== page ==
No need to delay the release of the 2022 budget because of war in Ukraine, says Parliamentary Budget Officer: Canada’s budget watchdog is urging MPs to legislate a fixed deadline for the government to table an annual budget and says it is not necessary to delay this year’s spending plan because of the war in Ukraine. In a report, Yves Giroux’s office said the yearly uncertainty over the budget’s timing undermines the ability of Parliament to properly scrutinize spending.

Ontario unveils transportation plan, including two proposed Toronto-area transit lines: The Ontario government is dangling the prospect of a new transit line across the top of Toronto and another connecting downtown to Pearson airport, as part of a pre-election transportation plan unveiled on Thursday.


MORNING MARKETS

European markets rebound on economic hopes: Stocks rose on Friday as investors clung to hopes the global economy would continue to grow despite the war in Ukraine and yet more evidence central banks will need to tighten policy fast to tame inflation. Around 6 a.m. ET, Britain’s FTSE 100 rose 1.05 per cent. Germany’s DAX and France’s CAC 40 advanced 1.25 per cent and 0.33 per cent, respectively. In Asia, Japan’s Nikkei closed down 2.05 per cent. Hong Kong’s Hang Seng lost 1.61 per cent. New York futures were positive. The Canadian dollar was trading at 78.33 US cents.


WHAT EVERYONE’S TALKING ABOUT

A message to Conservatives: Smarten up – serious times need serious leaders

“The stakes could not possibly be higher. And not only for the peace of the world. With Russia’s economy collapsing under the weight of international sanctions, commodity prices soaring, and inflation at 40-year highs, Canada’s economy is in highly uncertain territory. Deeply held assumptions, born of a decade or more of relative stability – that interest rates would stay low, that fiscal deficits were manageable, that in the end, we’d be all right – are now having to be revised, on the fly.” - Andrew Coyne

The answer to nuclear anxiety is to get rid of nuclear weapons

“Perhaps we will be moved, once again, to debate why we have these weapons, and why we’re kept in the dark about how they might be used. I hope so. The best way to deal with nuclear anxiety would be to have no nukes to be anxious about. Unfortunately, there’s a more dangerous path ahead as well: There are military and political leaders around the world using this critical moment to call for more weapons buildup, not less.” - Elizabeth Renzetti


TODAY’S EDITORIAL CARTOON

Brian Gable/The Globe and Mail


LIVING BETTER

Spring’s most captivating historical fiction

This spring’s most transportive historical fiction offers an itinerary across the ages – Edinburgh in 1869; the Algonquin territories in 1657; Windsor, Ont., in 1921 and the House of Windsor in 1981, writes Sarah Laing. From Flora Harding to Danielle Daniel, these nine writers know how to make dry facts dance.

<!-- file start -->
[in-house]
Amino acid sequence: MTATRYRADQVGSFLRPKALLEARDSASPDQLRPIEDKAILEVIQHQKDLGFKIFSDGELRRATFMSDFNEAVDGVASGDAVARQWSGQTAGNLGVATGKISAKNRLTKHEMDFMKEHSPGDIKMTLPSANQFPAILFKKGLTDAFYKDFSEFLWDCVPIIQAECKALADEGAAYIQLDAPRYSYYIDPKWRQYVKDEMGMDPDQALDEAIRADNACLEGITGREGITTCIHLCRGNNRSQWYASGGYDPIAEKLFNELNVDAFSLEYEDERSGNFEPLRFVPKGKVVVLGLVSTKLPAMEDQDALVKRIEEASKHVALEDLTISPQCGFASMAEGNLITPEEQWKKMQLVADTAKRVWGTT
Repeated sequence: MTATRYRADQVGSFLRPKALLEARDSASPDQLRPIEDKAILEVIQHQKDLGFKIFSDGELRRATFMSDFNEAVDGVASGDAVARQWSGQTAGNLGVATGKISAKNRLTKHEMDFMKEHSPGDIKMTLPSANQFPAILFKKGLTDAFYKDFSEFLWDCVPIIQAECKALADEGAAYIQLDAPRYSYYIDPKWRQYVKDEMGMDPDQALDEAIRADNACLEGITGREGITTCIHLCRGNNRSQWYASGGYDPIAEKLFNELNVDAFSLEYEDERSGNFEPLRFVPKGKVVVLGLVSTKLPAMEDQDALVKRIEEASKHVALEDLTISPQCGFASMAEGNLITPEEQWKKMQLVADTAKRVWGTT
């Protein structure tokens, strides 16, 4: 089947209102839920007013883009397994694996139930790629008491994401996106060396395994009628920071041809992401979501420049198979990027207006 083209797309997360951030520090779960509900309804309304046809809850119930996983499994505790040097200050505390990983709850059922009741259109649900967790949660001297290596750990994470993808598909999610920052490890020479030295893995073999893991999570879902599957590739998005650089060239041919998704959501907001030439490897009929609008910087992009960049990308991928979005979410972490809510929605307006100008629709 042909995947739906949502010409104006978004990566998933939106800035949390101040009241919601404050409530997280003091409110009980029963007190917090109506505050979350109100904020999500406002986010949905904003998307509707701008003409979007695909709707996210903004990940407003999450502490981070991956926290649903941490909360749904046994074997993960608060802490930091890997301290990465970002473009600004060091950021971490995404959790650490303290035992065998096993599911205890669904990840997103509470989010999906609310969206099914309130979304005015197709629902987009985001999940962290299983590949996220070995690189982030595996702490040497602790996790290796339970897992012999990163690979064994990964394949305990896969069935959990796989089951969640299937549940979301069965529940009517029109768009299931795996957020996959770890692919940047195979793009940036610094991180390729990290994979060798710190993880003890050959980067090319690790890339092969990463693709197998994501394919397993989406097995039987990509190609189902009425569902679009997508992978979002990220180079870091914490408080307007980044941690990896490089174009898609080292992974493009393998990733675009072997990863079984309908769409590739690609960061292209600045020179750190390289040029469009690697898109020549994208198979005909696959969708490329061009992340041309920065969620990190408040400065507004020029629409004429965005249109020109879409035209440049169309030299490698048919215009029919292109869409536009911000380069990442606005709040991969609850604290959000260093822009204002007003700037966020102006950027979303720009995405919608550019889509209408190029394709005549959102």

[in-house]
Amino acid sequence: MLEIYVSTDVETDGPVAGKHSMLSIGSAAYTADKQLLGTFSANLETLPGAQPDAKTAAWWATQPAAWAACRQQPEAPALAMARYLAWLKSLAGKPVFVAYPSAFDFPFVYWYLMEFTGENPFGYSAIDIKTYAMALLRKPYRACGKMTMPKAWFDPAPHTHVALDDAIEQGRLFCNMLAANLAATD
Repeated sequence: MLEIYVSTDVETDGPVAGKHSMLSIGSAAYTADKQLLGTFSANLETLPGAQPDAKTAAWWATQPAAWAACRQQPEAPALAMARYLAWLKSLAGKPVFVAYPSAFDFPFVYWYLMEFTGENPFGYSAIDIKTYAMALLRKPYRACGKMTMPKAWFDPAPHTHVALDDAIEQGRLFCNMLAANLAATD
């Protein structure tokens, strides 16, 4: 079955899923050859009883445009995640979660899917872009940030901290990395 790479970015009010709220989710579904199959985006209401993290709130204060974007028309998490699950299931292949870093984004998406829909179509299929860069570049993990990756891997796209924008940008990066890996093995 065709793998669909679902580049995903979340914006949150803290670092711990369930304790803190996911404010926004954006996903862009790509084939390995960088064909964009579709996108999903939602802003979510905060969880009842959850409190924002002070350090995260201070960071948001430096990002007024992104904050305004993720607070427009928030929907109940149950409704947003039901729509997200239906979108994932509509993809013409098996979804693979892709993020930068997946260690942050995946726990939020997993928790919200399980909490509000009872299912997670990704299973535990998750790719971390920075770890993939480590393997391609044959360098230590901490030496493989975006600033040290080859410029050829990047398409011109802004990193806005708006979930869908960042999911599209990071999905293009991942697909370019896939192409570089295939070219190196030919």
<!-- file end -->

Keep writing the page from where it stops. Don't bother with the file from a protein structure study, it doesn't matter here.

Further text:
MOMENT IN TIME: March 11, 2020

WHO declares COVID-19 outbreak a pandemic

World Health Organization Director-General Tedros Adhanom Ghebreyesus attends a daily press briefing on COVID-19 at the WHO headquarters in Geneva on March 11, 2020.FABRICE COFFRINI/AFP/Getty Images

Looking back, the numbers seem strikingly modest: 118,000 cases, 4,291 deaths. But what proved most alarming to officials with the World Health Organization was that the virus that causes COVID-19 had spread to 114 countries by early March, 2020, and was gaining momentum. That was enough to prompt the international body to declare the disease a pandemic – a move that many had anticipated for weeks. When director-general Tedros Adhanom Ghebreyesus first uttered “pandemic” during a news conference in Geneva, he called it “a word, that if misused, can cause unreasonable fear, or unjustified acceptance that the fight is over.” The WHO had previously been criticized for naming the swine flu outbreak of 2009 a pandemic, triggering large vaccine orders in many countries along with emergency preparations that were later deemed unnecessary. By comparison, COVID-19 was to prove far more serious, in part because no vaccines were available to deal with the novel coronavirus. And while the pandemic declaration was intended as a rallying cry to exhort governments to work harder to contain the virus where possible, its timing coincided with the abrupt shift by many countries – including Canada – from a strategy of containment to one of widespread lockdown. Ivan Semeniuk